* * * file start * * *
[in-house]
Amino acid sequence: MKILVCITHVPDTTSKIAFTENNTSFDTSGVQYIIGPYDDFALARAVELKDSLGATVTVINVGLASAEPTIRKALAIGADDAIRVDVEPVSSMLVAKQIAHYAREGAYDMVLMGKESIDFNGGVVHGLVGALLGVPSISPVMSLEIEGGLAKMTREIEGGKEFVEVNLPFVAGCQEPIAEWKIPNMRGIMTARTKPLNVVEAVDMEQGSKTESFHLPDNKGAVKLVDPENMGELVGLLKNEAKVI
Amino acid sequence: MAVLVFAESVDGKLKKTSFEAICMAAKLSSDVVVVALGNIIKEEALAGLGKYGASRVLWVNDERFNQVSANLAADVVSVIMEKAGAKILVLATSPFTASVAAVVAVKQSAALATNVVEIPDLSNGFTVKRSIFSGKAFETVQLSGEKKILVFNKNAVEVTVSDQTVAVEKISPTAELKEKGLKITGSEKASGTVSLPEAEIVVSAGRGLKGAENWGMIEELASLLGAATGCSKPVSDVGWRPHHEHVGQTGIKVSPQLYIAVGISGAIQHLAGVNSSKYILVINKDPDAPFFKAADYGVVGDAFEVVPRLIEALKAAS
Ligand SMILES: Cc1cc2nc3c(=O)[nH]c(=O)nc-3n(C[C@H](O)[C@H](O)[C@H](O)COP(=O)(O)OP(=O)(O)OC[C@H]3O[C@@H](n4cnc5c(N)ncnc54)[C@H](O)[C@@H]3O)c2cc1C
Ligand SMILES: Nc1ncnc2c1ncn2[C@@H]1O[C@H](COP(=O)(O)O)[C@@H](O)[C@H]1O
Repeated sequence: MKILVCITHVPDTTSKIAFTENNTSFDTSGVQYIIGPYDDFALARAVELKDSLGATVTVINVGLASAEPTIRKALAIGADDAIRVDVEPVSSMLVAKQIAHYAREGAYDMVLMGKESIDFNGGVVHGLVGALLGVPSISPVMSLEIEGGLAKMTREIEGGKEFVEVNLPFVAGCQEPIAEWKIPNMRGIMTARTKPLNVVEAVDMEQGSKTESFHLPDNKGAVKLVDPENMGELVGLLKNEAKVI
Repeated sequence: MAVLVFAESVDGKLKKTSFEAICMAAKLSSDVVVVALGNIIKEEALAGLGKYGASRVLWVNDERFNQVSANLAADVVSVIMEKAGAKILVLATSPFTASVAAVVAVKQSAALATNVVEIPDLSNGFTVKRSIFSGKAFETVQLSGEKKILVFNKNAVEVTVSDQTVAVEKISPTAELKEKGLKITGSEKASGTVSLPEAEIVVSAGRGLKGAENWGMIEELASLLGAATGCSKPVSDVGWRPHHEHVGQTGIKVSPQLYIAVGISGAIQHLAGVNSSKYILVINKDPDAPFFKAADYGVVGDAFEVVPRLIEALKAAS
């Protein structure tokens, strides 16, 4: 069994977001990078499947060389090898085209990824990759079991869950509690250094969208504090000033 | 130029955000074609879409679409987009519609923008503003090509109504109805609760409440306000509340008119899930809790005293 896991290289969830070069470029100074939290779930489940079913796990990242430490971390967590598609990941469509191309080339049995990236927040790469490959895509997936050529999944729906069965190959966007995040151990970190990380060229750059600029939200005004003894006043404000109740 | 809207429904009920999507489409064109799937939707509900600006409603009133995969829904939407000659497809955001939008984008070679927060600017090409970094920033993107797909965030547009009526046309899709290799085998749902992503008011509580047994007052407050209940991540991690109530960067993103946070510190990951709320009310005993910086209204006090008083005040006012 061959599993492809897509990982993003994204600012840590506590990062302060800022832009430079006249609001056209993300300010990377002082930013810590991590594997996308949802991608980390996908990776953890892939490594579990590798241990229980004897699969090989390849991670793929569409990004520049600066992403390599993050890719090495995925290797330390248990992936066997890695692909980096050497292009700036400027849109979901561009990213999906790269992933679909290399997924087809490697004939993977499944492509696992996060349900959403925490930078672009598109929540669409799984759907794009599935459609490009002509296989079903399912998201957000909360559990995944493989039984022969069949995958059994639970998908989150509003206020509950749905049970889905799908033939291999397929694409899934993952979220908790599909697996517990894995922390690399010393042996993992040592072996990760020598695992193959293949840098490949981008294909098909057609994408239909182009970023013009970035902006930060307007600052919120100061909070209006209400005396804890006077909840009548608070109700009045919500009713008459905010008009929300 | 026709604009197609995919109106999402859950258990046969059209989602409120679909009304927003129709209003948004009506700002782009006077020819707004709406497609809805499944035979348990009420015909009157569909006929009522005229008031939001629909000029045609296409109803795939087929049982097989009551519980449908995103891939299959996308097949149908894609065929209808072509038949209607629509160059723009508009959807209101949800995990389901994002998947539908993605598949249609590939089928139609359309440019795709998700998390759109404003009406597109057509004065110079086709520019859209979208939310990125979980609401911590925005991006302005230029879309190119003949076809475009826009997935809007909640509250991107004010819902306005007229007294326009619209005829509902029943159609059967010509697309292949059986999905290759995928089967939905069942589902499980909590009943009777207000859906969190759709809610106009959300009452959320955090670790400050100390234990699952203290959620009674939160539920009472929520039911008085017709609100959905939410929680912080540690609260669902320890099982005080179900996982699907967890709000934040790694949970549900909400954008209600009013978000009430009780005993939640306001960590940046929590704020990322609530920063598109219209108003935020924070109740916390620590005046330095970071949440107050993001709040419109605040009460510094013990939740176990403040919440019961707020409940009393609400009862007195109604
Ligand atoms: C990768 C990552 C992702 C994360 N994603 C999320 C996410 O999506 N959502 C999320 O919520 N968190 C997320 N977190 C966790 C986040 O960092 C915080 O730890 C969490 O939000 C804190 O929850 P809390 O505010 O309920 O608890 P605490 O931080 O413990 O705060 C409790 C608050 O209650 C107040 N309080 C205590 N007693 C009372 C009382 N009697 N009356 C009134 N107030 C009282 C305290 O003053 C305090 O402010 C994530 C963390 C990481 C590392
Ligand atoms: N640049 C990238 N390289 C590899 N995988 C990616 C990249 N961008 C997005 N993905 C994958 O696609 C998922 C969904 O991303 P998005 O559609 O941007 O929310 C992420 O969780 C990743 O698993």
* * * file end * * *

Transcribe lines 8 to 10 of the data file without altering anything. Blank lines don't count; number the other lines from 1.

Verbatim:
């Protein structure tokens, strides 16, 4: 069994977001990078499947060389090898085209990824990759079991869950509690250094969208504090000033 | 130029955000074609879409679409987009519609923008503003090509109504109805609760409440306000509340008119899930809790005293 896991290289969830070069470029100074939290779930489940079913796990990242430490971390967590598609990941469509191309080339049995990236927040790469490959895509997936050529999944729906069965190959966007995040151990970190990380060229750059600029939200005004003894006043404000109740 | 809207429904009920999507489409064109799937939707509900600006409603009133995969829904939407000659497809955001939008984008070679927060600017090409970094920033993107797909965030547009009526046309899709290799085998749902992503008011509580047994007052407050209940991540991690109530960067993103946070510190990951709320009310005993910086209204006090008083005040006012 061959599993492809897509990982993003994204600012840590506590990062302060800022832009430079006249609001056209993300300010990377002082930013810590991590594997996308949802991608980390996908990776953890892939490594579990590798241990229980004897699969090989390849991670793929569409990004520049600066992403390599993050890719090495995925290797330390248990992936066997890695692909980096050497292009700036400027849109979901561009990213999906790269992933679909290399997924087809490697004939993977499944492509696992996060349900959403925490930078672009598109929540669409799984759907794009599935459609490009002509296989079903399912998201957000909360559990995944493989039984022969069949995958059994639970998908989150509003206020509950749905049970889905799908033939291999397929694409899934993952979220908790599909697996517990894995922390690399010393042996993992040592072996990760020598695992193959293949840098490949981008294909098909057609994408239909182009970023013009970035902006930060307007600052919120100061909070209006209400005396804890006077909840009548608070109700009045919500009713008459905010008009929300 | 026709604009197609995919109106999402859950258990046969059209989602409120679909009304927003129709209003948004009506700002782009006077020819707004709406497609809805499944035979348990009420015909009157569909006929009522005229008031939001629909000029045609296409109803795939087929049982097989009551519980449908995103891939299959996308097949149908894609065929209808072509038949209607629509160059723009508009959807209101949800995990389901994002998947539908993605598949249609590939089928139609359309440019795709998700998390759109404003009406597109057509004065110079086709520019859209979208939310990125979980609401911590925005991006302005230029879309190119003949076809475009826009997935809007909640509250991107004010819902306005007229007294326009619209005829509902029943159609059967010509697309292949059986999905290759995928089967939905069942589902499980909590009943009777207000859906969190759709809610106009959300009452959320955090670790400050100390234990699952203290959620009674939160539920009472929520039911008085017709609100959905939410929680912080540690609260669902320890099982005080179900996982699907967890709000934040790694949970549900909400954008209600009013978000009430009780005993939640306001960590940046929590704020990322609530920063598109219209108003935020924070109740916390620590005046330095970071949440107050993001709040419109605040009460510094013990939740176990403040919440019961707020409940009393609400009862007195109604
Ligand atoms: C990768 C990552 C992702 C994360 N994603 C999320 C996410 O999506 N959502 C999320 O919520 N968190 C997320 N977190 C966790 C986040 O960092 C915080 O730890 C969490 O939000 C804190 O929850 P809390 O505010 O309920 O608890 P605490 O931080 O413990 O705060 C409790 C608050 O209650 C107040 N309080 C205590 N007693 C009372 C009382 N009697 N009356 C009134 N107030 C009282 C305290 O003053 C305090 O402010 C994530 C963390 C990481 C590392
Ligand atoms: N640049 C990238 N390289 C590899 N995988 C990616 C990249 N961008 C997005 N993905 C994958 O696609 C998922 C969904 O991303 P998005 O559609 O941007 O929310 C992420 O969780 C990743 O698993």